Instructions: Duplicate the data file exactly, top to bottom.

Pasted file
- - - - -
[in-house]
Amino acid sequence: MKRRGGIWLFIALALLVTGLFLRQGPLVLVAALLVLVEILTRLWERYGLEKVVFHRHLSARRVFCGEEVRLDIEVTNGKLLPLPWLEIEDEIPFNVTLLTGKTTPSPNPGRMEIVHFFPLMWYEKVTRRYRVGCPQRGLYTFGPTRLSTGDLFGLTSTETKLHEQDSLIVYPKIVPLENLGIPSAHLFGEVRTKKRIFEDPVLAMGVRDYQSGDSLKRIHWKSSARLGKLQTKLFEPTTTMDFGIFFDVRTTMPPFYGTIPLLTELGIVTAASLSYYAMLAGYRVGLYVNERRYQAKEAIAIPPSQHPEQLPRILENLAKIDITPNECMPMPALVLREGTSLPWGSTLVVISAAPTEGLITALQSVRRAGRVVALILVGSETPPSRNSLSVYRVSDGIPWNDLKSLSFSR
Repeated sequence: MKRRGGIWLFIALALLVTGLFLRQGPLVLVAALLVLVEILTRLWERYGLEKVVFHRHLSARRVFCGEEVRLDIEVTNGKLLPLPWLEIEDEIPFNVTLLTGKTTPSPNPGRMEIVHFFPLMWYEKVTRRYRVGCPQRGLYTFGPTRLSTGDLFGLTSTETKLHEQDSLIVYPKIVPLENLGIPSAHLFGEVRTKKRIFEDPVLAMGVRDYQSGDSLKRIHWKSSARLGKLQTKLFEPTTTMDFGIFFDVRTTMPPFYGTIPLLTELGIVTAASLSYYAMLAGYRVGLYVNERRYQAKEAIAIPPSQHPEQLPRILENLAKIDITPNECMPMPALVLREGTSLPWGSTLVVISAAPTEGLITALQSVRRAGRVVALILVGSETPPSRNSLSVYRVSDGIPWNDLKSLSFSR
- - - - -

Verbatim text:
[in-house]
Amino acid sequence: MKRRGGIWLFIALALLVTGLFLRQGPLVLVAALLVLVEILTRLWERYGLEKVVFHRHLSARRVFCGEEVRLDIEVTNGKLLPLPWLEIEDEIPFNVTLLTGKTTPSPNPGRMEIVHFFPLMWYEKVTRRYRVGCPQRGLYTFGPTRLSTGDLFGLTSTETKLHEQDSLIVYPKIVPLENLGIPSAHLFGEVRTKKRIFEDPVLAMGVRDYQSGDSLKRIHWKSSARLGKLQTKLFEPTTTMDFGIFFDVRTTMPPFYGTIPLLTELGIVTAASLSYYAMLAGYRVGLYVNERRYQAKEAIAIPPSQHPEQLPRILENLAKIDITPNECMPMPALVLREGTSLPWGSTLVVISAAPTEGLITALQSVRRAGRVVALILVGSETPPSRNSLSVYRVSDGIPWNDLKSLSFSR
Repeated sequence: MKRRGGIWLFIALALLVTGLFLRQGPLVLVAALLVLVEILTRLWERYGLEKVVFHRHLSARRVFCGEEVRLDIEVTNGKLLPLPWLEIEDEIPFNVTLLTGKTTPSPNPGRMEIVHFFPLMWYEKVTRRYRVGCPQRGLYTFGPTRLSTGDLFGLTSTETKLHEQDSLIVYPKIVPLENLGIPSAHLFGEVRTKKRIFEDPVLAMGVRDYQSGDSLKRIHWKSSARLGKLQTKLFEPTTTMDFGIFFDVRTTMPPFYGTIPLLTELGIVTAASLSYYAMLAGYRVGLYVNERRYQAKEAIAIPPSQHPEQLPRILENLAKIDITPNECMPMPALVLREGTSLPWGSTLVVISAAPTEGLITALQSVRRAGRVVALILVGSETPPSRNSLSVYRVSDGIPWNDLKSLSFSR